Speech to the NSW Parliament re Aboriginal Reconciliation by The Hon Charlie Lynn MLC: 2-12-2003
The Hon. CHARLIE LYNN [10.27 p.m.]: As a direct descendant of Duncan and Nora McColl of Delegate, a few months ago I was invited to participate in a Wudiki ceremony in Darwin. This came about because in the early 1930s Constable Albert McColl was speared by an Aboriginal man of the Wirrapanda and Yolngu people called Dh’a’kiyarr.
There had been a report that the crew of a Japanese pearling lugger had been murdered by Aborigines in Arnhem Land and he was part of a police expedition sent out to investigate. In the course of that investigation he was speared by Dh’a’kiyarr. Later, missionaries persuaded Dh’a’kiyarr to surrender himself, which he did. He was brought before the court in a case called the King v Tuckiar, found guilty and sentenced to death.
There was a huge outcry in the southern States and the High Court in Melbourne overturned the sentence. That was a special milestone in black-white relations. The Federal Government then gazetted that no Aborigine could be put to death in Federal territory. After that the McColl clan felt aggrieved and that justice had not been done, because after he was released by the court Dh’a’kiyarr disappeared and was never seen again. The Wirrapanda clan felt aggrieved because he had not returned. According to the Wudiki ceremony, when two tribes wrong each other the matter must be resolved. Aboriginal law dictates that the resolution is achieved through Makarrta, which is a ceremonial trial by ordeal. The offender is required to dance in front of the aggrieved while spears are thrown at him. If he survives, he then presents himself to be speared in the thigh, thus restoring honour and resolving the issue for good.
Just as white man’s law has never reached true closure, Makarrta has never been performed between the McColls and the Wirrapanda. On Saturday 28 June this year the McColl family was privileged to be part of a Wukidi ceremony of national significance in the white-Aboriginal relationship, and of major legal significance in Australian law.
The Wirrapanda people and other Yolngu tribes journeyed to Darwin to make peace with the McColl clan and apologise for past wrongdoings towards the family, to heal the wounds and to thank the High Court for sensibly deciding that the decision of the Supreme Court was not fair or just, thus averting a punitive expedition. Around 20 descendants and relatives of Constable Albert McColl journeyed to Darwin to join the ceremony, which took place in the forecourt between Parliament House and the Supreme Court, where more than 100 tribal dancers—men and women with body paint and weapons—performed a cleansing of the grounds. The story was of a massive tidal surge that drowned ancestral hunters before washing back to the sea.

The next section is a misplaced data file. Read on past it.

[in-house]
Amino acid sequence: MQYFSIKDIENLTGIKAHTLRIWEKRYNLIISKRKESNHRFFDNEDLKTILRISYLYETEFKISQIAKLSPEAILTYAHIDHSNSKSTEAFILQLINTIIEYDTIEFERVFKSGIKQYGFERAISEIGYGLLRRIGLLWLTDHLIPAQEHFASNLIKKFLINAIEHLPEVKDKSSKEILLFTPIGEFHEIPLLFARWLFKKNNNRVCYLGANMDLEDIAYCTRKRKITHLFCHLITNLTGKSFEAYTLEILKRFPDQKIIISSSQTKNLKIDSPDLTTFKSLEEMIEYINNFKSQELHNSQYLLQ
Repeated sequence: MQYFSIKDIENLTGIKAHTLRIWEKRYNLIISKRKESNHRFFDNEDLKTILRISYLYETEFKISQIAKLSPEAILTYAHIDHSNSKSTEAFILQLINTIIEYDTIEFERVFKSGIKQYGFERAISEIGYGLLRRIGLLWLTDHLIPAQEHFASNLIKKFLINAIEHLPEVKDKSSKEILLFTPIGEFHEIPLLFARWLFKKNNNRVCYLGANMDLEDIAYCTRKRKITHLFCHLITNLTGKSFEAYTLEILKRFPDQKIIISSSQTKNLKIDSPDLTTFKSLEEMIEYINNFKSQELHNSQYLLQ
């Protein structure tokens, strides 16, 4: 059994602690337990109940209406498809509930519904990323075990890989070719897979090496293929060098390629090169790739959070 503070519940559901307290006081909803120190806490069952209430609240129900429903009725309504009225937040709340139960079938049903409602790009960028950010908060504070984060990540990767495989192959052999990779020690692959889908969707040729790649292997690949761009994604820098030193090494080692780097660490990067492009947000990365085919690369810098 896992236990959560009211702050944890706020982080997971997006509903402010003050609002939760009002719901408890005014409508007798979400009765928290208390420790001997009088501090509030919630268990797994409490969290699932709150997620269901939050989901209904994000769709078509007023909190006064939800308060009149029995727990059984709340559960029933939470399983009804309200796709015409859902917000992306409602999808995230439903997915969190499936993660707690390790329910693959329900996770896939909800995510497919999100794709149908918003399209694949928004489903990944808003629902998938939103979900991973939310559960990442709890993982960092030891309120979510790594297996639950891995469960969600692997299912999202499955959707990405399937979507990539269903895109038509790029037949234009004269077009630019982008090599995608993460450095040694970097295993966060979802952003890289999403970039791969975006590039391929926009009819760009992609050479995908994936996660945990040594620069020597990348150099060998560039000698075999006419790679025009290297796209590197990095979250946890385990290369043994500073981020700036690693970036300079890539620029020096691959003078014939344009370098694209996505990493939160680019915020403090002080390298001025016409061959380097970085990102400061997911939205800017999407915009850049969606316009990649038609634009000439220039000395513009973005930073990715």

The women of the tribe surrounded the McColl family, protecting them as they were escorted into the Supreme Court. Ahead the warriors and elders had entered to commence the ceremony of apologising and putting to rest the soul of Dh’a’kiyarr. This included the ceremonial installation of nine mortuary poles or burial poles called Larrakitj. The ceremony was presided over by Justice Murray Gleeson, Chief Justice of the High Court of Australia, Justices of the Supreme Court of the Northern Territory and the Northern Territory Chief Minister, the Hon. Claire Martin, and her colleague, the Solicitor General, the Hon. Tom Pauling. The nine mortuary poles are exquisite artworks towering into the court foyer as a permanent tribute to reconciliation.
Through a series of dances and song the ceremony moved to a point where the armed tribal warriors directly confronted the descendants and representatives of the McColl clan before breaking a spear in front of them. At this point all hostilities between the tribe and the clan ceased. What followed was an apology and exchanging of gifts between the Wirrapanda and the McColls. This is a historic event as it is the first time that such a Wukidi ceremony has been performed towards a non-Aboriginal family, culminating in reconciliation from Aboriginal to white. The McColl murder has now effectively been settled out of court, using Aboriginal law, not white man’s law, whilst the most senior judiciary looked on. Through reconciliation and exchanging gifts both parties have settled the dispute and formed a mutual friendship.
The family of Dh’a’kiyarr presented gifts to the family of symbolism beyond our initial comprehension. A feather crown was presented by the sons of Dh’a’kiyarr. Such crowns are rarely worn and never gifted to white men. The crown conveyed the spirit of Dh’a’kiyarr. It is a sacred part of him. In gifting this crown the Wirrapanda gift the responsibility to all McColls to act as lawyers for the tribe representing the lessons learnt and the future dreams of the Wirrapanda people and the Aboriginal people in general. They understand that we can convey the message in ways beyond their capability. The Wirrapanda people have extended their kinship to all the McColl families. In exchange the McColl families provided gifts, messages bound in traditional clan tartans, read poetry and extended messages of their goodwill. These messages conveyed their desire for peace and reconciliation.
On Sunday 29 June a small ceremony was held by the graveside of Albert by the family to unveil a small plaque from the family—finally, 70 years later. Some members of the Wirrapanda attended out of respect. None of the family could have comprehended the significance of these days—in terms of its place in Australian legal history, the milestone in Aboriginal reconciliation or the deeply spiritual personal significance that such an apology could bring. The family had no influence over those events of 70 years ago. However, we all have the influence over events to come. We have all been moved and touched by the encounter, and we are all richer for it.